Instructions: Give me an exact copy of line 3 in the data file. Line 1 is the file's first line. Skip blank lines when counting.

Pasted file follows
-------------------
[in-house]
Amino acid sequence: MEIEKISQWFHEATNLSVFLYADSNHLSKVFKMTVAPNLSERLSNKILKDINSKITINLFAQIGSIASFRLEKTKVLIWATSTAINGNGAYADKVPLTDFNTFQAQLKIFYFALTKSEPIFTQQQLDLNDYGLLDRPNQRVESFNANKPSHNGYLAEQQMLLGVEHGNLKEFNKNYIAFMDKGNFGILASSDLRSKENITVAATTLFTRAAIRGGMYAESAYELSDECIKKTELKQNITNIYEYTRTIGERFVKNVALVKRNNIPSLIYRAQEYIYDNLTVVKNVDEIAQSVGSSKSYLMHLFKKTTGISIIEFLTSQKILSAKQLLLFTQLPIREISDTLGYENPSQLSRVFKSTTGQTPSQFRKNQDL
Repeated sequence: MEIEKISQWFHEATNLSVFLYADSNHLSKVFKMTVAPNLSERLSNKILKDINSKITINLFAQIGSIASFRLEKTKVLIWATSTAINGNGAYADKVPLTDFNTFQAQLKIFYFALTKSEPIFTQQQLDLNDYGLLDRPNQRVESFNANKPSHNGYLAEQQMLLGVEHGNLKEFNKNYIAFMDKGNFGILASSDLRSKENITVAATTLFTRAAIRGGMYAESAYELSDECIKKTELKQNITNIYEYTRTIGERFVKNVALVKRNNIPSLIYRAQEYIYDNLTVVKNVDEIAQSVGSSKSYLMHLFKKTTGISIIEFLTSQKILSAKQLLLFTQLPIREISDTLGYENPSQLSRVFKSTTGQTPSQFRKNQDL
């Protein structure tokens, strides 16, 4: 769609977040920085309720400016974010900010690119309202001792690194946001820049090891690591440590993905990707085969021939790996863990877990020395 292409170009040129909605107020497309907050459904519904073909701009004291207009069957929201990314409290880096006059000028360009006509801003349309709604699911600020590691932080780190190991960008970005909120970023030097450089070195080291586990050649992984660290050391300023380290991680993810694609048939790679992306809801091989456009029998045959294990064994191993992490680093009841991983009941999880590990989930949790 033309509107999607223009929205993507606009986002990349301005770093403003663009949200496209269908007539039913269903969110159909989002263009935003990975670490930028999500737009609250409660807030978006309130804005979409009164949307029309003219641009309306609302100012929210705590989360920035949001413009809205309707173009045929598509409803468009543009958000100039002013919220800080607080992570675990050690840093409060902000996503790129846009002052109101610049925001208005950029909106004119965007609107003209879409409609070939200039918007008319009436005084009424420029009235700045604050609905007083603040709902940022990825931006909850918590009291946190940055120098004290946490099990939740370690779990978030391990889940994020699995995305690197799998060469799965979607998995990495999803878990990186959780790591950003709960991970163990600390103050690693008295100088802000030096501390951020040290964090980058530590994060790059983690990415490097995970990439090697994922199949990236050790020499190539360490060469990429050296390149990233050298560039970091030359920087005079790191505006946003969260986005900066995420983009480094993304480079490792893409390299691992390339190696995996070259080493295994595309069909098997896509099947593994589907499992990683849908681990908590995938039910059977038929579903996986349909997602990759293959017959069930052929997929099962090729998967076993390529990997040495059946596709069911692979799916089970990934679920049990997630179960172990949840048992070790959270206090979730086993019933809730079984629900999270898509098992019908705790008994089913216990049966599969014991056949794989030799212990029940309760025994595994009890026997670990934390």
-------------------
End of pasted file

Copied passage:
Repeated sequence: MEIEKISQWFHEATNLSVFLYADSNHLSKVFKMTVAPNLSERLSNKILKDINSKITINLFAQIGSIASFRLEKTKVLIWATSTAINGNGAYADKVPLTDFNTFQAQLKIFYFALTKSEPIFTQQQLDLNDYGLLDRPNQRVESFNANKPSHNGYLAEQQMLLGVEHGNLKEFNKNYIAFMDKGNFGILASSDLRSKENITVAATTLFTRAAIRGGMYAESAYELSDECIKKTELKQNITNIYEYTRTIGERFVKNVALVKRNNIPSLIYRAQEYIYDNLTVVKNVDEIAQSVGSSKSYLMHLFKKTTGISIIEFLTSQKILSAKQLLLFTQLPIREISDTLGYENPSQLSRVFKSTTGQTPSQFRKNQDL